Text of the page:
The former happens occasionally at the house across the street. The place is owned by an old man who has maybe a grandson who owns this humongous pick-up truck. Occasionally the grandson will drive home from godknowswhere at 3 a.m. and listen to deafening music inside the cab of his truck. The tunes reverberate around the corner where we live. He actually has decent musical taste — Lynyrd Skynyrd, The Allman Brothers, ZZ Top. Good stuff, it’s just the timing is off.   

Last night the offender was the hombre in the Winnebago. He is a relative of a neighbor who lives behind us. There is an empty lot between the properties and this is where he hangs out in his huge vehicle, drinking cervezas and playing loud Mexican music.

Did you see the 1987 movie “La Bamba” about the late Mexican-American rock ‘n’ roll star Ritchie Valens? It’s a gem and received dandy reviews from Siskel and Ebert, I understand. At one point in the movie Ritchie’s reprobate brother Bob takes him to Tijuana to a whore house where loud Mexican music plays all night. This is what our backyard sounds like right now.

Well, I’m not totally unsympathetic. Back in the 1980s when I lived in Watsonville such music was common. I had a Slavonian friend, Mark Ruso, who stood 6-foot-3 and weighed about 250 pounds. We’d ride beach cruisers from my house on Bridge Street down to the little Mexican bars on the south end of Main Street. Lively Mexican music poured out of the speakers of those cantinas and the field workers celebrating payday had a grand time. They’d drink Budweisers and tequila and occasionally buy a shot for the big gringo visitors (us). It was all good.

But these impromptu concertos in the middle of the night here in Highland? No es Bueno. It’s 1 a.m. now and I have to be at work in seven hours helping ready a public school for distance learning. So I need less musica and mas silencio. Por favor! Gracias, mi amigos.   


Grooming counts

Needing a haircut this week I called upon the left-hander, the CalTrans Girl.

By John Murphy

School for me starts today. Fontana students don’t begin distance learning until Aug. 24, but I’m on campus at 8 a.m. sharp. I need to look good … or at least my best.   

So I asked the CalTrans Girl to give me a haircut. Make me beautiful. Or better, anyway.  

To do so would take the finest equipment. So CT Girl pulled out a 10-year-old Remington electric razor, last used on her deceased dog, Bert.  

“Is your hair wet,” CT Girl said as I plopped down on a kitchen chair.

“Is it supposed to be wet?” I asked.

“No, I don’t want it sticky,” she said.  

I took notes and was snapping photos with my Smart phone while she toiled, much to her dismay.  

Brrrrr, brrrrr, brrrrr the razor hummed. Six weeks of growth cascaded to the floor.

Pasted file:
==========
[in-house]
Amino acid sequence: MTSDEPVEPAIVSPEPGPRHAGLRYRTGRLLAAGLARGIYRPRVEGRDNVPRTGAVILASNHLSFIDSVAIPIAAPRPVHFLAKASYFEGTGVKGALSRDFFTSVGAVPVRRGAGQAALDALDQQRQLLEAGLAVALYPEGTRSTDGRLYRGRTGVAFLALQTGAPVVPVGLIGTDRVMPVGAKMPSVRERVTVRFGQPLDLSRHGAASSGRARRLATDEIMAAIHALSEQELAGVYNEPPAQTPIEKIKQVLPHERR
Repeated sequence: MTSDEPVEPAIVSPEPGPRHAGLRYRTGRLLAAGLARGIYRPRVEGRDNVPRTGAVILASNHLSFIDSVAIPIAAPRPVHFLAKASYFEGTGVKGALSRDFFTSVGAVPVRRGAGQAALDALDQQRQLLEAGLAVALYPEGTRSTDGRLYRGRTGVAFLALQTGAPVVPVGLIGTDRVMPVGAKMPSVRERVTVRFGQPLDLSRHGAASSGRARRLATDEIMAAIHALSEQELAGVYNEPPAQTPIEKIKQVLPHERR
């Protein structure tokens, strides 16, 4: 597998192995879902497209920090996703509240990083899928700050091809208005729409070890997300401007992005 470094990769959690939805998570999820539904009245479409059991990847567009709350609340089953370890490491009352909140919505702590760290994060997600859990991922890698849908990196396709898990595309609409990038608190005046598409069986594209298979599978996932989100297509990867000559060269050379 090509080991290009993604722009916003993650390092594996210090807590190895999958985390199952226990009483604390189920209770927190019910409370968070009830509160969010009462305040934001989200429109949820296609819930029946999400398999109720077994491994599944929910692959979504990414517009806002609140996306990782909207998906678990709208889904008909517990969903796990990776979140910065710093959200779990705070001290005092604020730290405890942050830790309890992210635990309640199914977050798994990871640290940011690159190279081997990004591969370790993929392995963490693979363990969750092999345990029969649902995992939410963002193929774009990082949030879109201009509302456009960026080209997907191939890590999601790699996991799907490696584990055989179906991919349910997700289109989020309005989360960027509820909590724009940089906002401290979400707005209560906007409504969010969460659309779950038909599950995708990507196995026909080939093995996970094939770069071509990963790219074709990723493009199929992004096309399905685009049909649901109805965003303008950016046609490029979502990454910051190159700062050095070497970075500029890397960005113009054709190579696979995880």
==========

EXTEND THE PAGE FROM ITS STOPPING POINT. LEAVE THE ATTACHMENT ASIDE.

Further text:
“What are your qualifications?” I asked.

“Nothing,” CT Girl said. “This is an experiment.”

Momentarily taken aback, I rebounded quickly.

“What gives you such confidence?” I said.   

 “Because you will not break up with me even if I do a bad job,” she said.  

Brrrrr, brrrrr, brrrrr. My better half went about her business. Between our crack air conditioner and my falling locks, my dome was feeling very cool indeed.

“How will I look when this is done?” I offered.

“You look old without a haircut,” she said.

“Like I’m 41?” I said.

“M-hmm,” she responded, trying her best to ignore me.

I don’t have that much hair to begin with and the pile on the ground was deepening.

“How am I looking?,” I said, bracing for another barb.   

“Bald, what else,” she said.

I asked a succession of even stupider questions and received equally succinct and humbling answers. I won’t include all the exchanges because I know my readers don’t have unlimited time.

Finally, I said, “What kind of blog do you think this will make? Will it be interesting?”  

The CalTrans Girl paused. Then she laughed.

“I don’t know,” she said. “Nobody will read it.”

Ouch. She’s blunt, but accurate. Pretty handy with a razor, too.  

Thanks to the CalTrans Girl I headed to school this morning looking my best.

Return to the Historic District

This pink Queen Anne-style cottage is the highlight of East Main Street.

By John Murphy

Monday was unusual in Highland as a cloud of brownish-orange smoke from the Apple Fire in Cherry Valley appeared. It drifted over the mountains in East Highland.

I crossed Base Line Street and photographed the plume from the middle of the Smart & Final parking lot. Then I headed for my favorite part of Highland, the Historic District.

I entered from Church Street and hiked along pock-marked Pacific Street toward the old Sunkist building. It’s the last of the many packing-shed buildings that dotted the area. I took a few photos of it and one of a guy running with his dog, just for the heck of it.

The historic district has a mix of impressive homes and modest cottages. Back in the old days the wealthy citrus growers lived in the mansions and the citrus workers in the cottages. Funny how that works.

I then took a left on Palm and found the Bella-Highland Cafe & Bar, better known to locals as “The Belle.” The place has always fascinated.

The sign says Bella-Highland Cafe and Bar, but locals call it The Belle.

The Belle is closed now due to COVID-19, but it’s normally open and the last I knew was run by a vivacious woman named Martha. Peer inside and you’ll see a U-shaped bar where locals normally gather.

The Belle has a Facebook page and I perused it. It includes an entry from one Mick Beeson of Yountville. Mick grew up nearby at 27164 Pacific Avenue. He recalled his youth, scurrying around The Belle’s rooftop with his little playmates — much to the chagrin of its grumpy owner, Fuzzy Lawson.